Local Officials Meet to Discuss Money

Local Officials Meet to Discuss Money

Fiscal Outlook Not Good

For three hours last Thursday, June 27, the Fairfax County Board of Supervisors and School Board members, in a joint work session, discussed the county's fiscal forecast while a handful of state elected officials sat and listened.

The agenda for the work session was ambitious, including topics such as an overview of Fairfax County revenues; an overview of school budget for FY 2004; an audit of educational effectiveness; an update on state budget issues and state revenue outlook; review of key state studies; update on 2001 Joint Legislative Audit and Review Commission (JLARC) recommendations on Standards of Quality funding; and update on federal mandates and budget implications.

The General Assembly members did not even get to participate until the last 45 minutes and no real solutions to the expected budget crunch were reached.

If the purpose of the meeting was to drive home how important it is for the General Assembly to send more money Fairfax County's way, the point was received; however, the occasional jabs aimed at the state body left at least one senator a bit put off.

"We sat here for the better part of an afternoon listening to what you need. … We're quite cognizant of your needs and yet we have heard comments continually made about what we do to you," said Sen. Leslie Byrne (D-34). "The people at this table work very hard for education. … We have to make tough decisions like you do."

She went on to say the local officials should be "a little more circumspect" to those who support them.

COUNTY STAFF, while not presenting specific budget figures for FY 2004, did say locally the estimated yield on investments is low, the consumer confidence index is down, the office vacancy rate is at its highest level since 1996 and consumer spending is down.

"The economy is growing, but not at a rate it was in the past," said Ed Long, of the county's Department of Management and Budget. "Our dependency on real estate continues."

Long said the state continues to control 90 percent of the county's revenue base, excluding the real estate tax.

"I think that what you'll see with the FY 2004 budget is if cuts need to be made, we'll have to cut services and programs. And unfortunately, there are no good cuts," he said.

Susan Datta, also with the county's budget office, said the projected state revenue shortfall of at least $150 million to $200 million will mean a reduction in the $650 million the county received from the state, $200 million of which was reimbursement from the car tax.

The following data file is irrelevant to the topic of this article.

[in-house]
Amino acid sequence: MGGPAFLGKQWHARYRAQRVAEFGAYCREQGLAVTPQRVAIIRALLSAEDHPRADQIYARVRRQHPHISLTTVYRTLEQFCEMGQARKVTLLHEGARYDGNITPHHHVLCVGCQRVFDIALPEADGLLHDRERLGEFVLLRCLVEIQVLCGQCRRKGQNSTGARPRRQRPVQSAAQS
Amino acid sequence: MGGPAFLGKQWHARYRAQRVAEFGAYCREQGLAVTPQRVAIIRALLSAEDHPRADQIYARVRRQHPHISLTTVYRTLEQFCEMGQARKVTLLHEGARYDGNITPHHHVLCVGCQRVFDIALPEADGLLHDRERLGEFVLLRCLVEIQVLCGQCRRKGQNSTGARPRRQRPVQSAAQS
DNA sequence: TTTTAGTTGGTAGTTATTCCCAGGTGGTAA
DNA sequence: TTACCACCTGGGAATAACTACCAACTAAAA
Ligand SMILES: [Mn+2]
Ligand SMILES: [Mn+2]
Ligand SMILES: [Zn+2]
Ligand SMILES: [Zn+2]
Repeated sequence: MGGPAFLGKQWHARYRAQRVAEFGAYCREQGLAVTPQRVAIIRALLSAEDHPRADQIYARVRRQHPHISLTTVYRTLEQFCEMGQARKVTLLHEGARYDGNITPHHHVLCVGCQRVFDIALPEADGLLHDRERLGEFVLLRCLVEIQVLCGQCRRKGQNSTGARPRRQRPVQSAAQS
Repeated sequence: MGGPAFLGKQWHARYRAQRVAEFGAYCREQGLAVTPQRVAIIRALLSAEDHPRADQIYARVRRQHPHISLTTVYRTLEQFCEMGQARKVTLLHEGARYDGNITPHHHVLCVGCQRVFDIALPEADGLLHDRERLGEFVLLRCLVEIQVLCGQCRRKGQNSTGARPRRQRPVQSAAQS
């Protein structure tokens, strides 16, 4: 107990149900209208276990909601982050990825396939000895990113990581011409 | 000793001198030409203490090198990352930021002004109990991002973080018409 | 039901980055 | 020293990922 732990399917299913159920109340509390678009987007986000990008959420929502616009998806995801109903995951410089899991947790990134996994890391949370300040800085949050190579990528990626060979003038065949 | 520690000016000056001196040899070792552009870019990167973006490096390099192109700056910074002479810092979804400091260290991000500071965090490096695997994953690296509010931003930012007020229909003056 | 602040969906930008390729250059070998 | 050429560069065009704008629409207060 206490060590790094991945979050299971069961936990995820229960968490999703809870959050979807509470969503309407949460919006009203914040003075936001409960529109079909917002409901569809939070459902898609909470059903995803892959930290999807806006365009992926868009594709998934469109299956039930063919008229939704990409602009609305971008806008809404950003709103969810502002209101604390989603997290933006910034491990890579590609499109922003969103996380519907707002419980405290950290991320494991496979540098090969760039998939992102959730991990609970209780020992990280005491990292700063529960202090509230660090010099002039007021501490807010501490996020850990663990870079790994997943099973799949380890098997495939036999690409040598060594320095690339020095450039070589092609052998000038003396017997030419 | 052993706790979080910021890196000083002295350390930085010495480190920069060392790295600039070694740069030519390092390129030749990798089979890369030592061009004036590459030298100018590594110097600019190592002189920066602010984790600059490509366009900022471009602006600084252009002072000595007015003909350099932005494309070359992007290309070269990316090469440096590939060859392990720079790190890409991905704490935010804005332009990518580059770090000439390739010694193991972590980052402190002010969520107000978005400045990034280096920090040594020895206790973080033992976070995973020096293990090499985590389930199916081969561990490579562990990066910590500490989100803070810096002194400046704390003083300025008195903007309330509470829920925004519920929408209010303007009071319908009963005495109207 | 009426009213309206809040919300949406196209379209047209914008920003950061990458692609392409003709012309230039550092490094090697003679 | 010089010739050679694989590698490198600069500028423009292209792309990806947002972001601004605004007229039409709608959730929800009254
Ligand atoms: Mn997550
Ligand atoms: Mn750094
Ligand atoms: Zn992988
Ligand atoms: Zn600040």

On the federal side, the county is trying to get a piece of the $29.4 billion set aside in the Emergency Supplemental Bill which was passed in the wake of the September terrorist attacks. $326.7 million of that is designated for first responders. In all, the county's FY 2003 budget included $138 million in anticipated federal funds.

The schools outlook projects a budget shortfall of $66.7 million for FY 2004 and increase of 2,300 general education students. Last year, between Sept. 10 and 28, the school system had an additional 1,136 students. The number of English Speakers of Other Languages (ESOL) and special education students is also expected to rise.

In addition, the school system has to set aside $3 million for the No Child Left Behind Act and $2.2 million to outfit Head Start buses with new seat restraints. Both are required by federal law, but no federal money is forthcoming to fund them.

"If the state funded JLARC we would receive $88 million. If the federal government funded IDEA [Individuals with Disabilities Education Act]," said Charles Woodruff, the schools chief financial officer.

THE DISCUSSION INVOLVING the state officials centered around taxing options and discussions within General Assembly subcommittees to revise or completely restructure parts of the tax code including the car tax, income tax, telecommunication taxes, BPOL (business, professional and occupational license) tax and sales and use tax.

Susan Mittereder, of the county's Office of the County Executive, said changes to the tax code as currently suggested would mean less money for Fairfax County.

The supervisors said a key to helping the county's financial outlook would be changing the taxing authority provisions to allow counties to have as much authority as cities.

"It's not just about the revenues. It's the balance," said Supervisors chairman Katherine "Kate" Hanley (D).

"One of the things my Republican colleagues had discussed is that if the sales taxes are going to the county, it's the county that has to vote on it. If the county wants more authority, that's much easier for us to deliver," said Del. David Albo (R-42). "If you want us to raise taxes, then the county needs to take a vote. If the board is going to spend the money, then the board needs to take a vote and be accountable to the people."

Del. Robert Hull (D-38) said it is the General Assembly that "takes a hit" for not providing localities with the funding they need, but it is also the General Assembly that does not allow the localities to raise the funding on their own.

Byrne said it would send a strong message to the General Assembly if the referendum to raise the sales tax by half cent for transportation needs passed. It would also free up the elected officials to turn all their attention to education needs.